Only 16 House Republicans who are currently in office backed the last “clean” debt hike, and few of them will say they are certain to support it this year.
If the debt ceiling is raised with a clean hike — a distinct possibility given Democratic demands and the narrow, 52-seat majority for the GOP in the Senate — Republicans will need at least 24 members of their own conference to back a clean debt bill in the House.
That could be a tall order. Only four of the 16 Republicans who voted for the clean debt hike in 2014 suggest they will or are open to doing so this fall.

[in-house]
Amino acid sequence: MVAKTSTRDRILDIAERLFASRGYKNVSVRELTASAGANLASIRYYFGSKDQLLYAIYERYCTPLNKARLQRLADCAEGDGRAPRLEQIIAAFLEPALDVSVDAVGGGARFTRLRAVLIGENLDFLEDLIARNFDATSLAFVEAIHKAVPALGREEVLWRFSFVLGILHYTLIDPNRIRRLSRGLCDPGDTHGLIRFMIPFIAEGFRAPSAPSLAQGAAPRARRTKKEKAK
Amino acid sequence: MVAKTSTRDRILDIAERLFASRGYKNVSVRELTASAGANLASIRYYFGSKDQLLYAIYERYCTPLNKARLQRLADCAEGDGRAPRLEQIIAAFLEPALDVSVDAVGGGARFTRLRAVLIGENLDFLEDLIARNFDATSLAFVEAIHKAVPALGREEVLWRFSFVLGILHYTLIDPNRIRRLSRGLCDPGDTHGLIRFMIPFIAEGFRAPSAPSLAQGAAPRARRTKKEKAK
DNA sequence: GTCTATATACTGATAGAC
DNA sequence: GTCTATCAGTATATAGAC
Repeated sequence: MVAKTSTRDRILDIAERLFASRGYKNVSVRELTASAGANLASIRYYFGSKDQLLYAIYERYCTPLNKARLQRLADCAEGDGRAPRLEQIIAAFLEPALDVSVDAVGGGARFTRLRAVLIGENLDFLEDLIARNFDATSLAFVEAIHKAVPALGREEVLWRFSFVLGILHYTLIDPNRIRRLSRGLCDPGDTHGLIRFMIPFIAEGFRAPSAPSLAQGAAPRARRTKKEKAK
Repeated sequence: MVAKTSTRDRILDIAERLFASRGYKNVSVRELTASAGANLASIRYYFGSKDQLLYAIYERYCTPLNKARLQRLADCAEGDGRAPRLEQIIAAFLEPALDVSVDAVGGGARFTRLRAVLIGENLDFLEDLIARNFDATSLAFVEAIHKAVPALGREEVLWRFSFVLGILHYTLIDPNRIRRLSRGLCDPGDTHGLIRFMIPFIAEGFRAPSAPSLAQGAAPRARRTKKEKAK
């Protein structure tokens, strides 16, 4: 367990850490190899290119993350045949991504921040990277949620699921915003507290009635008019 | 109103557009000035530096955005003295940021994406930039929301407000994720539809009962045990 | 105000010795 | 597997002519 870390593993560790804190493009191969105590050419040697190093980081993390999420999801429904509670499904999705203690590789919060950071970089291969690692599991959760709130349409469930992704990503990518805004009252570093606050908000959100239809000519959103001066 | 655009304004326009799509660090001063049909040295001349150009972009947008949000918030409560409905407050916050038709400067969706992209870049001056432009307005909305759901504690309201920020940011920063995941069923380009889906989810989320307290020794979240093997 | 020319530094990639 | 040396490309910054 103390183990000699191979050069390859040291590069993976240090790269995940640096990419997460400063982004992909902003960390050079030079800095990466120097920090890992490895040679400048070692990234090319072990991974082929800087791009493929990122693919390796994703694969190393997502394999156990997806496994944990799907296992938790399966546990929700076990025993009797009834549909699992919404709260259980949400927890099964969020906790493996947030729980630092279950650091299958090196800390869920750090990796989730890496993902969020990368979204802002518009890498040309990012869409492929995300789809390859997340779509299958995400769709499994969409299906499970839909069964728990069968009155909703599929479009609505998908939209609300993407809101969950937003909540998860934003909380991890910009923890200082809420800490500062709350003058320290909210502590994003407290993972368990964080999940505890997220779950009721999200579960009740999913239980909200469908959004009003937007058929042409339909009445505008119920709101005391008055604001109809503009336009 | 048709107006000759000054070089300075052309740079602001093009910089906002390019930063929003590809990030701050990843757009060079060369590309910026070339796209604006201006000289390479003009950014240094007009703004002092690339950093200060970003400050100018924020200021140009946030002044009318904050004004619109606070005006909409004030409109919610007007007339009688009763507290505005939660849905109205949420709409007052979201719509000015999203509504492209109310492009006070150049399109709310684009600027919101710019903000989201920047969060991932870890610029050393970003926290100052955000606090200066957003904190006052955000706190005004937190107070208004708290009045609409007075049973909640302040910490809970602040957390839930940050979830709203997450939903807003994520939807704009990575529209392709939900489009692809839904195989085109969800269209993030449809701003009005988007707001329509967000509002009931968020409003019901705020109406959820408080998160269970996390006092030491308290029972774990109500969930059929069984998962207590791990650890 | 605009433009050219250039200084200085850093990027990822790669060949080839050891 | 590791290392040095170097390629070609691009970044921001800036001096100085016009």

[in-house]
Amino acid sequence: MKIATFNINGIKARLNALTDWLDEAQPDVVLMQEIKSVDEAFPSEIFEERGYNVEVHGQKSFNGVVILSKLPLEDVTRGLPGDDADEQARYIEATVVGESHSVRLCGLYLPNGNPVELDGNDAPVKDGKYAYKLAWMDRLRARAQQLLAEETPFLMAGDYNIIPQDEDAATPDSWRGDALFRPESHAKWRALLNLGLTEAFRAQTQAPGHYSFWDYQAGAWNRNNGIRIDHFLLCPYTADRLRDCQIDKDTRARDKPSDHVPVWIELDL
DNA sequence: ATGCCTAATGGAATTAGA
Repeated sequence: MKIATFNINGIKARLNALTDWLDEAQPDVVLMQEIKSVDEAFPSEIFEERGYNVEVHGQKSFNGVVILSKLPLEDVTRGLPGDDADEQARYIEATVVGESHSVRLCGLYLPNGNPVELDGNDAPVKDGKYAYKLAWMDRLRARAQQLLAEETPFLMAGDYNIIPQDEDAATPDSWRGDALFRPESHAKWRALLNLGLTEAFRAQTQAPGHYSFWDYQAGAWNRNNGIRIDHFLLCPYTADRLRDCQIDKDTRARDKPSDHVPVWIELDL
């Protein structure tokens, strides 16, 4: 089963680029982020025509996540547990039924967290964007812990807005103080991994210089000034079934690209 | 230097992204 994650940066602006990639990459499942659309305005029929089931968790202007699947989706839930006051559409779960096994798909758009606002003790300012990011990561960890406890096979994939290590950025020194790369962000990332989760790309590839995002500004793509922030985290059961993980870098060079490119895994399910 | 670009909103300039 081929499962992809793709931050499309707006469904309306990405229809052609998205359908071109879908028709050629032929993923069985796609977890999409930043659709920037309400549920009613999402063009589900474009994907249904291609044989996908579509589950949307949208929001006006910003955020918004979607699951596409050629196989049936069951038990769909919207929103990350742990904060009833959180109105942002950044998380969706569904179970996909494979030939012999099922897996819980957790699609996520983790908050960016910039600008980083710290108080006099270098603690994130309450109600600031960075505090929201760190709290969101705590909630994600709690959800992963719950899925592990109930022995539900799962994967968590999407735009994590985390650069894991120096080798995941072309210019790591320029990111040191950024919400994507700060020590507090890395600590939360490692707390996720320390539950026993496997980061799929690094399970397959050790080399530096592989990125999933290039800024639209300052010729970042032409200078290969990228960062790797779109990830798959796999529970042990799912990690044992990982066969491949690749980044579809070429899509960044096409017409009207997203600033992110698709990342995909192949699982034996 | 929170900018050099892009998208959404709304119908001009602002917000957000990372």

“We’ve not made any public statements,” said a spokesperson for Rep. Peter Roskam (R-Ill.).
Speaker Paul Ryan (R-Wis.), who would be charged with convincing Republicans to back the bill, voted against the clean debt hike in 2014, when he was still chairman of the House Budget Committee. Only 28 Republicans backed it, and 12 of them are no longer in Congress.
In the Senate, every Republican opposed the clean debt-ceiling bill on final passage.
It’s also far from clear that every Democrat in the House will back a clean debt hike.
This will be the first time in more than a decade that Republicans will have to raise the debt ceiling while controlling the White House and both chambers of Congress.